Although we still cannot accurately predict earthquakes, we have come a long way in detecting, recording, and measuring seismic shocks. Many don’t realise that this process began nearly 2000 years ago, with the invention of the first seismoscope in 132 AD by a Chinese inventor called Zhang (‘Chang’) Heng. The device was remarkably accurate in detecting earthquakes from afar, and did not rely on shaking or movement in the location where the device was situated.
The ancient Chinese did not understand that earthquakes were caused by the shifting of tectonic plates in the Earth’s crust. Instead, the people explained them as disturbances with cosmic yin and yang, along with the heavens’ displeasure with acts committed (or the common peoples’ grievances ignored) by the current ruling dynasty. Considering the ancient Chinese believed seismic events were important signs from heaven, it was important for the Chinese leaders to be alerted to earthquakes occurring anywhere in their kingdom.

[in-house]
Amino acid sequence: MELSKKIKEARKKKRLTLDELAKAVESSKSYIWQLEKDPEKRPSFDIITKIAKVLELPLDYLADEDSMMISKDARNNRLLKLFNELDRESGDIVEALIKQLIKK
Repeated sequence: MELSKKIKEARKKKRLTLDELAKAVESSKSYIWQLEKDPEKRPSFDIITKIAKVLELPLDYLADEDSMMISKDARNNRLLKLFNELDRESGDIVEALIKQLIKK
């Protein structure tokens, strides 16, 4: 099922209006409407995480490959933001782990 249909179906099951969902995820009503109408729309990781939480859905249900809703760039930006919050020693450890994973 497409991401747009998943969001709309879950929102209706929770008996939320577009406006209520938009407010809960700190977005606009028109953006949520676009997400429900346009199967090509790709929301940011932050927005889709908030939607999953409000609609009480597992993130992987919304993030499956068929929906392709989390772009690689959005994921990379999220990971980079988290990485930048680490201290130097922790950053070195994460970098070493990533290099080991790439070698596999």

Zhang Heng: Ancient Inventor
Zhang Heng was an astronomer, mathematician, engineer, geographer and inventor, who lived during the Han Dynasty (25 – 220 AD). He was renowned for inventing the world’s first water-powered armillary sphere for astronomical observation, improved the water clock, and documented about 2,500 stars in a detaile star catalogue. He is also widely believed to have invented the first odometer.